Gibraltar prides itself for being a tolerant society and so it is, with all the emphasis on the word "tolerance". We have a habit of tolerating but not being inclusive. It is a society that tolerates minorities by turning a partial blind eye to obvious inequalities in treatment. The obvious example is Gibraltar's Moroccan brethren and friends who have so helped during Gibraltar's dark days when it was deprived of Spanish labour and who continue to help the community at large.
Legalities are not necessarily what this issue is about or what I will deal with in this blog. Affordability is not what it is about either. It is a subject about human treatment of a minority community that has helped so much. It is about giving to that minority group full integration, inclusion, acceptance and equal recognition and ceasing to take them for granted, for example, the ability to live with one's wife and children in decent accommodation. Also to have their applications for naturalisation dealt with promptly, fairly and with a positive attitude.
I can hear the screams of protest as I type this blog. These screams say: there is not enough physical space, are we to provide more housing on top of what is built for the Gibraltarian, the cost will be prohibitive. Unfortunately these complaints may be valid and have a basis but their very foundation is a selfish desire to provide for ourselves that which we will not provide to the Moroccan community. In this way the Moroccan community is disadvantaged in order not to reduce the ability of Gibraltar's government to provide better lives for Gibraltarians partly funded by the tax revenues paid by the Moroccan community.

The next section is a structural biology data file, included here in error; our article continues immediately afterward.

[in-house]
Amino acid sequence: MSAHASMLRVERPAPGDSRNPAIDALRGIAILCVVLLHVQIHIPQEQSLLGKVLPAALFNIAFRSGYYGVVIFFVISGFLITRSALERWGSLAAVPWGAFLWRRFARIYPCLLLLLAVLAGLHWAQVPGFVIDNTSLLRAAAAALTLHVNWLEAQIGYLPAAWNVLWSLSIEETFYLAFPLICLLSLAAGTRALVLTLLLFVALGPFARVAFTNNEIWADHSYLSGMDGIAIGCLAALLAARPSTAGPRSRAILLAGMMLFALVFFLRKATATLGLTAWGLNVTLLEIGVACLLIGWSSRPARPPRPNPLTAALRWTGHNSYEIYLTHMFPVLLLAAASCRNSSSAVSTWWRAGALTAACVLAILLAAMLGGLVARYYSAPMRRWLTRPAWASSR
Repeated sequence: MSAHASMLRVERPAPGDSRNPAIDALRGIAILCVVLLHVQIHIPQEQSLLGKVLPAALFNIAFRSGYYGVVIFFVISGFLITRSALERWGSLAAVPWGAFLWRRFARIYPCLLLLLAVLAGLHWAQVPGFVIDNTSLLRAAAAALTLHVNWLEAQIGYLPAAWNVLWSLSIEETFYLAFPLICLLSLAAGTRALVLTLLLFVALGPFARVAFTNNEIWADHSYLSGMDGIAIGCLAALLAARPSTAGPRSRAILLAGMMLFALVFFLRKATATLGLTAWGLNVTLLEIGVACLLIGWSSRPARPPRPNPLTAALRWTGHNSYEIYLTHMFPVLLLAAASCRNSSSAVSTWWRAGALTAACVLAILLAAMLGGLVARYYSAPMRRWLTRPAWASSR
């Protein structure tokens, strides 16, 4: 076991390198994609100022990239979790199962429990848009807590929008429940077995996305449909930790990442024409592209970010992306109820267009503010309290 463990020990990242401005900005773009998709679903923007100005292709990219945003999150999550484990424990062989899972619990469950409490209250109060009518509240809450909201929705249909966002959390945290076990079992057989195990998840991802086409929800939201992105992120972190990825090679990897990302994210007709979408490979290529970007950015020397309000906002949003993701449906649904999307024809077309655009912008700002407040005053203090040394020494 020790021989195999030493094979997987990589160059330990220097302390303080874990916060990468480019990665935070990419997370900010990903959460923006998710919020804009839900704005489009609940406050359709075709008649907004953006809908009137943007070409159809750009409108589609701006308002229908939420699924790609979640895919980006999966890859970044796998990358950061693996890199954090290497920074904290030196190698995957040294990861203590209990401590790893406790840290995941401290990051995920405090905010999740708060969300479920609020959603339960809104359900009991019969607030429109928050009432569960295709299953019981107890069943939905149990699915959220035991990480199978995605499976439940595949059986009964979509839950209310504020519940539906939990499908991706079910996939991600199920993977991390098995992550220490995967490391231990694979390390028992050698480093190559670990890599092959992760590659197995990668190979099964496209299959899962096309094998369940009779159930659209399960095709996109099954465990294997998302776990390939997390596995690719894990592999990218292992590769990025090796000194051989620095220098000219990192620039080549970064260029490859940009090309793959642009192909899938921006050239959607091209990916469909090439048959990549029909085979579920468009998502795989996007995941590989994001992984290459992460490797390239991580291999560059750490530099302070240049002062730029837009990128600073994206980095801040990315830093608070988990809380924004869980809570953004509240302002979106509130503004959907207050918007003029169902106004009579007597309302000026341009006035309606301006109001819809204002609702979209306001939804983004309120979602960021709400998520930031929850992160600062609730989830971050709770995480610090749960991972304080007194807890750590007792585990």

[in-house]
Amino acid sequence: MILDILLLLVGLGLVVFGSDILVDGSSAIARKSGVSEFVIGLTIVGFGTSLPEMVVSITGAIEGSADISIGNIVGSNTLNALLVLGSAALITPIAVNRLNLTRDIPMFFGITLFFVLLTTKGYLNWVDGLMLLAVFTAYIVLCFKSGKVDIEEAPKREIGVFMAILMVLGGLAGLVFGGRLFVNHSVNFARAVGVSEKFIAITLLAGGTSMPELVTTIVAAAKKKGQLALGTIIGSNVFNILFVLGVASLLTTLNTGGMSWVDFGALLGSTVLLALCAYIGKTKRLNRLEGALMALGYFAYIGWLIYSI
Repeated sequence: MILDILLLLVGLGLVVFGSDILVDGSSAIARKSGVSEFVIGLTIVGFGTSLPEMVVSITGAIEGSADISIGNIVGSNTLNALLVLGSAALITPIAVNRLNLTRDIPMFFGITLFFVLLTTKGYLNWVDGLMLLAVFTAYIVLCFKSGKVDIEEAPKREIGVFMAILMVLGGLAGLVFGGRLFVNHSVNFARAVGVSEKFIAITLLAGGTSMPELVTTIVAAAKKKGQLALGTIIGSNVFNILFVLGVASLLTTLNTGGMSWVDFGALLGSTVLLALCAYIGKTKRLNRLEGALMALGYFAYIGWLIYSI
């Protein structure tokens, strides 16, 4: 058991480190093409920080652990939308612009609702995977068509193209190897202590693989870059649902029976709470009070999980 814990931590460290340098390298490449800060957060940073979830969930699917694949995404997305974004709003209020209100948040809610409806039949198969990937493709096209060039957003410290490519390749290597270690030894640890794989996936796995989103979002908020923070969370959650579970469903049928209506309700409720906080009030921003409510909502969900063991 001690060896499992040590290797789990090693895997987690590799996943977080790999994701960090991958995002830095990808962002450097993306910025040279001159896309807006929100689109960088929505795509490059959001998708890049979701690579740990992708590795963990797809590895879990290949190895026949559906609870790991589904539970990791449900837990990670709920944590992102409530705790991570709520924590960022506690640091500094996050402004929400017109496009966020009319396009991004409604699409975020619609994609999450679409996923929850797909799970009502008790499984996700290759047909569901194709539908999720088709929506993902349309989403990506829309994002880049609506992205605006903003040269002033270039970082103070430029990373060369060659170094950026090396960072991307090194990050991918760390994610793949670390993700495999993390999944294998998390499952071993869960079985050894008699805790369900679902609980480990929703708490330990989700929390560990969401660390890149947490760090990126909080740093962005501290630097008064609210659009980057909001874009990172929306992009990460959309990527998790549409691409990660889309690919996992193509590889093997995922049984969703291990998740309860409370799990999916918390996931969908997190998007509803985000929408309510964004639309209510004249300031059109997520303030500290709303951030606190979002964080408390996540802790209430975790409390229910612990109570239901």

The discrimination against Moroccans is palpable and obvious. It does Gibraltar no credit to ignore it for any longer. It is not commensurate with but rather belies the description that Gibraltar is a tolerant society. It is more akin to a society that "puts up with" a minority group rather than tolerates them in the wider and more acceptable sense of that word. Gibraltar needs to change. The economic cost of that change will need to be managed in order to mitigate the effect on the community at large. For example, just the housing aspect could have the beneficial side effect of renovating the older more slum-like parts of Gibraltar: something which, if memory serves me right, the GSD Government said they would do many years ago.